If you like out-of-the-ordinary getaways and beautiful disheveled gardens, this cruise is for you. In the Somme, a few steps from the center of Amiens, lies a lagoon bristling with willows and poplars, dotted with tiny islets, interspersed with canals flowing a tobacco-colored water. A hidden world that one can discover the first beautiful days in autumn. Once up the boulevard of Alsace-Lorraine and past the bridge of Beauvillé, it is necessary to go down some narrow steps which sink under an arbor: there, opens an unsuspected marsh where all is more than tweets, croaking and lapping.
Powered by two rivers, the Somme and the Avre, this aquatic labyrinth is a haven of peace. The locals have always called it "hortillonnages". Derived from the Latin hortus (garden), this Picard name alone tells a long story. For nearly two thousand years, from Antiquity to the post-Second World War, these parcels of land were cultivated in huge floating vegetable gardens. "The soil has always been incredibly rich and permanent irrigation: there is no better way to grow vegetables!" Enthuses Jean-Louis Christen, one of the last professional market gardeners in the area. A century ago, more than a thousand farmers like him were still active. They sold their produce every day in the markets of Amiens and the surrounding area. In the 1960s, farmers almost disappeared, it was decided to fill the marsh to grow ... a ring road! It was to forget the visceral attachment of the Amiens for this eden feeder. An association fought for its preservation and gradually transformed it into a delightful refuge for Robinsons with the green hand.
Today, the hortillonnages still extend over 300 hectares (against 1500 at the Revolution). Hundreds of Sunday gardeners, nicknamed "hortillons", come to pamper their lost piece of land in the middle of the water. The most accurate maps and plans have given up long ago to reproduce the entire maze. But whether one has the seafoot or not, it is easy to navigate. Many owners have no choice but to row each day to join their plot. The widest waterways, which the Picards call "rieux", are explored in many ways: in canoes, private boats, electric minibikes. You can also follow a towpath by bike or on foot.
For a first approach, the ideal is to enjoy a guided tour aboard the electric gondolas chartered by the House of Hortillonnages. Ten meters long, they are the replica of the old "cornet boats" formerly used by market gardeners to transport vegetable cargoes. The walk is fabulous. Accompanied by a guide-boatman who knows the place like his pocket, we wander for an hour through the canals, discovering old manure ports and peat bogs, passing under wooden bridges and willows weeping more than ever .
If it allows only a quarter of the site to be discovered, this introduction makes it possible to savor the poetry of the pens that each owner arranges in his fashion with, in line of sight, a distinction at the annual flower gardens contest. Depending on the time of the season, you will witness explosions of tulips or peonies, the parade of battalions of arums or irises, armies of strawberries or leeks ... Here, a bed of grass and flares drawn four pins. There, a bohemian gardener decided to let nature do the job. Further on, plaster animals and garden gnomes adjoin a "logette", this wooden shed where tools and barbecue are stored.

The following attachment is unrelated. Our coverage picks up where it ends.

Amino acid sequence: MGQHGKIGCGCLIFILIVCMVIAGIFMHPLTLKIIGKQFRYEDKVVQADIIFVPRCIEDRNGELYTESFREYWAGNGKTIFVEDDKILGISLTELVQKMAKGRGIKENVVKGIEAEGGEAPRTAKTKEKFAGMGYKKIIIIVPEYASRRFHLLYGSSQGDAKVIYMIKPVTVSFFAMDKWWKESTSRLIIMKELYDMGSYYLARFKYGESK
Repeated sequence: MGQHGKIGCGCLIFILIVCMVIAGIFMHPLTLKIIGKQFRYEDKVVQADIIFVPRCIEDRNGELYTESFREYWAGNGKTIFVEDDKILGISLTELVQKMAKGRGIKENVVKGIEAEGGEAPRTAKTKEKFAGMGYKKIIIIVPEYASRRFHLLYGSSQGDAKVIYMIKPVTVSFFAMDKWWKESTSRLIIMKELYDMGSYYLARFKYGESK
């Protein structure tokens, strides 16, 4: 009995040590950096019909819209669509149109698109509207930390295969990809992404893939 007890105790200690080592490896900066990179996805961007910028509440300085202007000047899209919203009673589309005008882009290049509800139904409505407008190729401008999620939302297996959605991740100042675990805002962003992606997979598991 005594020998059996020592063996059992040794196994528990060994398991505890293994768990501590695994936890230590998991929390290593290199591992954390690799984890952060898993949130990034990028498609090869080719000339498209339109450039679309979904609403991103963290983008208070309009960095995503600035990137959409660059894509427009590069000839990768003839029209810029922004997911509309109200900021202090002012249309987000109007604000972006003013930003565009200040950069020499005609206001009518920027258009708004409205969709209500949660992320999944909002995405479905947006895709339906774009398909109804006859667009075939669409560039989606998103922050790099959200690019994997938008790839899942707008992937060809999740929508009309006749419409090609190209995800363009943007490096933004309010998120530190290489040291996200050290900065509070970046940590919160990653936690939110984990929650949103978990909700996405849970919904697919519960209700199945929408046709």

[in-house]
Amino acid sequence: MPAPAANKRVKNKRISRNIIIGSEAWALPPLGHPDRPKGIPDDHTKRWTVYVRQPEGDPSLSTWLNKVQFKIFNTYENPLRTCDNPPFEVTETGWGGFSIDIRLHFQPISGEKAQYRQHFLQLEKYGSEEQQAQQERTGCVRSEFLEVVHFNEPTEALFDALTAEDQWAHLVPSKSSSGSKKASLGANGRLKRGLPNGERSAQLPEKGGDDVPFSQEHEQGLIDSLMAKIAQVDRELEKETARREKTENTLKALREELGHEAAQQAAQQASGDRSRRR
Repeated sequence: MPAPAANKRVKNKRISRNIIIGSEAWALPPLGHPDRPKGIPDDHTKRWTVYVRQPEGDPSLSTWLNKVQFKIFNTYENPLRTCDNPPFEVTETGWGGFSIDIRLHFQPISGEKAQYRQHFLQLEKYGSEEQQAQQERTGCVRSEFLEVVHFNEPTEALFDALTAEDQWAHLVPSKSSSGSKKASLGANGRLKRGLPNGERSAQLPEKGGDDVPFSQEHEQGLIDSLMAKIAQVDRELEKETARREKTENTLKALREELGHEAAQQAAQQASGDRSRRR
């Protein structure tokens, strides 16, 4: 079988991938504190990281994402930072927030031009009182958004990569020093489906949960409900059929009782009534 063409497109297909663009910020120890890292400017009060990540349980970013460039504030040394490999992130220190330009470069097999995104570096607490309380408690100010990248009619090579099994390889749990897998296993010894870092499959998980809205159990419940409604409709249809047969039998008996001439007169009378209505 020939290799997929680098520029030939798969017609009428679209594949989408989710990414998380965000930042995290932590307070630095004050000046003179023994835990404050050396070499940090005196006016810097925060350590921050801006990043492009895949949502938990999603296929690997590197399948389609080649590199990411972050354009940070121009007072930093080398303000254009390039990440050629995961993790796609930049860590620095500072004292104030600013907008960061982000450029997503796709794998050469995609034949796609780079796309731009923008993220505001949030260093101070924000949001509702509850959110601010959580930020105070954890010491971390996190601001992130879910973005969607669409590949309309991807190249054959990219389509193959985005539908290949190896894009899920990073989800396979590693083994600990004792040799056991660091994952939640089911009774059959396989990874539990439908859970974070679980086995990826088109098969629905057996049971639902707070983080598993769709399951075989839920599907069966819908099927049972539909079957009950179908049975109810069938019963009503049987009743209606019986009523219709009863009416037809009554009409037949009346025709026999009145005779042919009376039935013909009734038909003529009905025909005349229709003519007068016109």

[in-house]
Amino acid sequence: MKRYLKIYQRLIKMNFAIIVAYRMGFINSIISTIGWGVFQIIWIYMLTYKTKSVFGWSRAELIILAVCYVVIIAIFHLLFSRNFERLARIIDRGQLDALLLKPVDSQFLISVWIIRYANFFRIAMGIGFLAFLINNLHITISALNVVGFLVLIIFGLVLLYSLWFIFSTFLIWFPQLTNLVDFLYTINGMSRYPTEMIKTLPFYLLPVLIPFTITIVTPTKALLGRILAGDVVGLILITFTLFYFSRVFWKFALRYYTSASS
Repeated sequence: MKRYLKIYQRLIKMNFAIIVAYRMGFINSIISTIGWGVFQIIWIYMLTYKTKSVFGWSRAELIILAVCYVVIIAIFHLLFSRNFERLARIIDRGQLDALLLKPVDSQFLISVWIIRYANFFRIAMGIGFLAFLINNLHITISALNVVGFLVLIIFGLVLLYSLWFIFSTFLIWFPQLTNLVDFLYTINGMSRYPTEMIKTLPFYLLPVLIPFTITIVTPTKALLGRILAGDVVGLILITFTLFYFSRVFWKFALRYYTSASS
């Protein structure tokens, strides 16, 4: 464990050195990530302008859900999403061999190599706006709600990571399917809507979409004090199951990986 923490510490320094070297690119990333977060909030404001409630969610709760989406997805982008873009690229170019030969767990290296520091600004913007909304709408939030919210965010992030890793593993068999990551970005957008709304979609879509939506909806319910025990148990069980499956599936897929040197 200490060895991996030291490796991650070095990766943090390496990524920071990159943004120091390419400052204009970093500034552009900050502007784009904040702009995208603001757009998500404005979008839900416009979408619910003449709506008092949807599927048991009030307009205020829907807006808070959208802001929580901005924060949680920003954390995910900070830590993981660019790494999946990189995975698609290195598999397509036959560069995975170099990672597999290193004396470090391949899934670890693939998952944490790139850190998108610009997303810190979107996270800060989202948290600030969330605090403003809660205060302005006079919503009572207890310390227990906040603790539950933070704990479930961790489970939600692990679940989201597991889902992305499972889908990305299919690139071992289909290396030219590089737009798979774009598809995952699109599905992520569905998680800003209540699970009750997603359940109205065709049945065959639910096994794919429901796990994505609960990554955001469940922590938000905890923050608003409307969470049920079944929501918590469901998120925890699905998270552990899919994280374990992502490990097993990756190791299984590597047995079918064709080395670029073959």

On foot, by boat ...
In total, the hortillonnages form an extraordinary vegetable marquetry of 2500 cadastral lands. So many different universes. So many walks possible, according to his desires. We selected three:
- Sports version: to explore more deeply the canal network, nothing beats its own boat. Le Vert Galant restaurant, on the towpath, offers boat rentals (€ 5.50 / person). Our favorite goes to the Nautical Club Rivery, on the north shore of the hortillonnages, which organizes sporting outings but very accessible by canoe or kayak (to from 12 €/ person, 03 22 91 63 75 or hortillonnages-canoe.com). Accompanied by a state-certified guide, the walk leads to large fish ponds where mallard duck, gray heron and even some pairs of dwarf gophers, the smallest European herons, a rare species, flourish.
- Arty way: the marsh of Amiens welcomes one of the most interesting Land Art events in France. Launched by Gilbert Fillinger, the bubbling director of the House of Culture of Amiens, the festival Arts, Cities and Landscape Hortillonnages confronts contemporary creation and nature. A dozen installations are realized in situ each year by French or foreign artists. In addition, there are nearly twenty gardens, set on islands rehabilitated as part of the festival. We access these creative nuggets in an electric boat. The opportunity to see the places in a new staging and to walk in a part of the site that you never visit. Next edition: from June 11 to October 16, 2016, maisondelaculture-amiens.com.
- Spirit green hands. Most owners are passionate horticulture retirees. Real sinks of science! Wandering on the towpath and stopping to chat with those working in their garden can keep you busy for a whole day. To go further, visit Pascal Goujon, aka Paco. This young landscaper-gardener has created an exceptional space: the Jardin des virtueux. A park on the edge of the water to go without fail, especially if you are with your grandchildren. The place is made up of a giant kitchen garden, a gardening school and an educational park, with its woven willow labyrinth, its market garden hut and the Violet donkey, helped by two Ouessant sheep to mow the lawns. . Open from May to October, lejardindesvertueux.fr.
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